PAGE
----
The circular economy, a solution to planned obsolescence?

Alternative modes of marketing and use of products must be promoted. By Frédéric Caymaris-Moulin, Managing Director of Lokéo
Amended at the end of 2014, the law on energy transition makes planned obsolescence a crime punishable by two years in prison and a fine of 300,000 euros. The opportunity to break down some misconceptions about a concept that has nourished for many years our collective unconscious.

Suspicion of the French
Since 2008, strong markers have been the beginning of an awareness that is gradually changing our relationship to consumption. Economic crisis, societal crisis, climate change, so many signals that lead us today to denounce the hyperconsumption and to feel suspicion vis-à-vis the manufacturers. According to an OpinionWay study conducted in late 2014, 80% of French people are convinced of the reality of the planned obsolescence of household electrical appliances and multimedia *.

Is this suspicion justified? How to prove that the obsolescence of a product is intentionally planned? This question poses a real problem for the application of the law, especially the last amendment, which seems to be more of a deterrent than a real intention to punish.

Is obsolescence really programmed?
If, historically, the costs of production and therefore the selling prices keep decreasing (for example, the acquisition of a television represented two years of average salary 50 years ago, 14 days in 1984 and only six days in 2004, for a product with many more features and a much better quality), it is the industrialization practices that are pointed out: it is criticized companies to “hide” behind the need to innovate and take advantage of the latest technological developments to force consumers to renew their products more quickly.

Two elements contradict such reasoning. On the one hand, the planned obsolescence would involve an additional expense to design and industrialize the implementation of a system programming the end of life of a product, which is absolutely not in the current logic of companies: additional cost would be in total contradiction with their efforts to improve their profitability, in the current economic context.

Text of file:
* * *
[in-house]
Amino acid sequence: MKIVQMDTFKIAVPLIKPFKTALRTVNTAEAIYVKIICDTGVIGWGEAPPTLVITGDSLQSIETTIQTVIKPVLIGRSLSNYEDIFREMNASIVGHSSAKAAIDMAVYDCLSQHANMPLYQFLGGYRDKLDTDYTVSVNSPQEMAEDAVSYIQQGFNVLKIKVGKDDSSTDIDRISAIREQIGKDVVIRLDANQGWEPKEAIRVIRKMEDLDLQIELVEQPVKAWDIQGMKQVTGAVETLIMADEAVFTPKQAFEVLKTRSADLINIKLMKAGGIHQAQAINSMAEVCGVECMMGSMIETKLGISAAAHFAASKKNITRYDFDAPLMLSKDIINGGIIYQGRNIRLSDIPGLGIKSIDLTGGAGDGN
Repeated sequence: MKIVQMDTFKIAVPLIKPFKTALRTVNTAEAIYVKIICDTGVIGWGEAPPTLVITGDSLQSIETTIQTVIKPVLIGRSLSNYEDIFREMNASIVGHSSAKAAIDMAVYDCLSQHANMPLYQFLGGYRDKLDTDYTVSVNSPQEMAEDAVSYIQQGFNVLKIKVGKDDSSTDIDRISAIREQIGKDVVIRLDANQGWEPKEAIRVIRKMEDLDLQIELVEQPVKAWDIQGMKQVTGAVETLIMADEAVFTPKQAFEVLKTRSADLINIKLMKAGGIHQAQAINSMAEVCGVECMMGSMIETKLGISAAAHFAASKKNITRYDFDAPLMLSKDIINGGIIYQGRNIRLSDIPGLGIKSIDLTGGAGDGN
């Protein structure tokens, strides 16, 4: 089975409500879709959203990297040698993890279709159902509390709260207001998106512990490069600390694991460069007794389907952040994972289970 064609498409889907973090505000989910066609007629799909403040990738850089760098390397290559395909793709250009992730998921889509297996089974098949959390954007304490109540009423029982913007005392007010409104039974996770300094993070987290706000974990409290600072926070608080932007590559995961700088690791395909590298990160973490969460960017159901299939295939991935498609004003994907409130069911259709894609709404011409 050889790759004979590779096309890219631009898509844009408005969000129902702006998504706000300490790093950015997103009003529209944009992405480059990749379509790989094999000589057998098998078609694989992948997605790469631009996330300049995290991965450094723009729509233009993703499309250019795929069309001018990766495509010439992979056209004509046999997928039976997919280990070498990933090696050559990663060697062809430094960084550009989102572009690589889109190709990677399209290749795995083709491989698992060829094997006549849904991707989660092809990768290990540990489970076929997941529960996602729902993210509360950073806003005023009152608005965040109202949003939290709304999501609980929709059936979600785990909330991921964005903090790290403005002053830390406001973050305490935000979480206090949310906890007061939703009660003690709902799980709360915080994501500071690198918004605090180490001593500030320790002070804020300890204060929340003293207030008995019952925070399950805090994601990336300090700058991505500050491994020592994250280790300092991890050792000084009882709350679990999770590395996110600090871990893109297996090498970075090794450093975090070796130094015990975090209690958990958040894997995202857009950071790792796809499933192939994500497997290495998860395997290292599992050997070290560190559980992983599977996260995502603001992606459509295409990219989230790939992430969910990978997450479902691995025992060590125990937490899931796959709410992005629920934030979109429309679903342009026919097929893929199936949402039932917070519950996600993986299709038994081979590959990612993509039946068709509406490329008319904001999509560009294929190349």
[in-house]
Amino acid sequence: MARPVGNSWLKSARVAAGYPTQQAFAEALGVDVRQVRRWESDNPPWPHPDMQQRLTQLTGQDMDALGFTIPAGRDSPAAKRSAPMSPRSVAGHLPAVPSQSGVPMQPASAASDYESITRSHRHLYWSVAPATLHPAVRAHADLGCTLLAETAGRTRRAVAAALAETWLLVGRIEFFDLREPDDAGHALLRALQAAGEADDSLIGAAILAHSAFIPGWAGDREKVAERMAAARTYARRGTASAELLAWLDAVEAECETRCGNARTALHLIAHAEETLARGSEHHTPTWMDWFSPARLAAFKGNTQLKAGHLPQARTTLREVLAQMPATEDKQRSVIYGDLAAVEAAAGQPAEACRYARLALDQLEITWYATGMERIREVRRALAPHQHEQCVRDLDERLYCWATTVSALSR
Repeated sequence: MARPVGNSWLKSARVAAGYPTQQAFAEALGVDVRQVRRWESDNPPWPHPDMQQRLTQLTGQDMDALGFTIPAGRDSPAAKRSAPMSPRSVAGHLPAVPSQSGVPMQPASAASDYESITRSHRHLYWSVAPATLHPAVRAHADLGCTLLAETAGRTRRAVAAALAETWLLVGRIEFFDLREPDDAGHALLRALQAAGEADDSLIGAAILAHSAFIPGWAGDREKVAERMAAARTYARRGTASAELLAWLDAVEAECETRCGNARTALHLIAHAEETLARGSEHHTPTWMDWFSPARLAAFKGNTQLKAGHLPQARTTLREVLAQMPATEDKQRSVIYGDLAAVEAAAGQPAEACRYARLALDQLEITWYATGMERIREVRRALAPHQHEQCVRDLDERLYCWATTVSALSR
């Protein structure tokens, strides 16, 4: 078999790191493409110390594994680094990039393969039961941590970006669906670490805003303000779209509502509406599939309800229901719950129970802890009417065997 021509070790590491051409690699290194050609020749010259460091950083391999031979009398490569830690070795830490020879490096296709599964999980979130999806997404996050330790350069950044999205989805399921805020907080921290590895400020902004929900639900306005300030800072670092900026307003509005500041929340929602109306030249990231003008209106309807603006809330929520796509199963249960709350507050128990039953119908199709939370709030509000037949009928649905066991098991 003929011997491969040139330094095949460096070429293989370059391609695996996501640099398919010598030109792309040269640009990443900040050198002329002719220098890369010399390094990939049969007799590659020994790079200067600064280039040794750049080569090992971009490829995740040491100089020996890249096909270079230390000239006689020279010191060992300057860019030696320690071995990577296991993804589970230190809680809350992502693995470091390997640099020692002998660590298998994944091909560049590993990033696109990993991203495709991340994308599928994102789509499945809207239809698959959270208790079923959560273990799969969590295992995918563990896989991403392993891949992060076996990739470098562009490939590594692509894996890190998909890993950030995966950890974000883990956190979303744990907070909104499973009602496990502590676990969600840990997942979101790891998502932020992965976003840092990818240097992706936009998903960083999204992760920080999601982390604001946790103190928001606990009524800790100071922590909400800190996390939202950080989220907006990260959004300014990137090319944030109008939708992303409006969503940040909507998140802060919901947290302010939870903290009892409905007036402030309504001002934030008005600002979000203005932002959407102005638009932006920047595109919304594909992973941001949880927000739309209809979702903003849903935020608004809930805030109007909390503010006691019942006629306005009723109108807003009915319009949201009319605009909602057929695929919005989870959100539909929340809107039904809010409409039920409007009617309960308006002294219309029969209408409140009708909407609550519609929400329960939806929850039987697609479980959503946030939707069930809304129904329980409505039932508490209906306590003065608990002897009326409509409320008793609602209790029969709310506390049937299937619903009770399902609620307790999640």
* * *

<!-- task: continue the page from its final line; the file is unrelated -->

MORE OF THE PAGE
On the other hand, if technological progress contributes to the evolution of uses, it does not fully condition the evolution of needs or aspirations of consumers. Manufacturers can not impose a high rate of technical renewal if these developments do not meet consumer expectations. 3D television is the best example.

But consumers are fond of technologies whose benefits they perceive. This is even more true in the field of multimedia: 27% of French people say they own a television a little dated or technologically outdated compared to only 16% at the forefront of technology * and 70% wish to invest in a longer term equipment more modern, efficient, energy efficient, etc.

Repairing household electrical goods, a meaningful process
The French appreciate the technological evolution. That’s why they are often willing to pay a high-quality new product for credit and credit to quickly replace a broken product and avoid expensive and risky repairs. However, for 21% of French people, the repair of household electrical goods and multimedia is a meaningful process *. Redeeming rather than repairing means accepting obsolescence as a fatality that the consumer must bear the full costs.

A chance to encourage the circular economy and limit our environmental impact
However, alternative modes of marketing and use offer reliable and modern products, as well as packages of services to maintain, repair or replace them with more efficient over the technological evolution. With these new systems consumers are constantly benefiting from technologically up-to-date products. These modes of marketing are multiplying today: leasing goods, providing services rather than products, commissioning commitments / recovery / repair / recycling … and promote a circular economy in which to consume does not mean destroy but use and where the important thing is the use value more than the exchange value. In summary, the supplier offers a service based on a product which he manages from A to Z the life cycle.

The supplier therefore remains responsible even after the sale and not only via a technical guarantee. He undertakes to repair or replace but especially to sell through other circuits products in working order or to recycle others.

These methods of marketing and use are therefore part of a virtuous circle, at least, away from the vicious circle of consumption / destruction.

In the end, programmed or not, the obsolescence of the products remains a reality of which too many manufacturers put the responsibility on the consumer. The latter, refuses more and more to be the turkey of the farce. The solution of the problem of obsolescence will certainly rely on new marketing methods but especially consumption.

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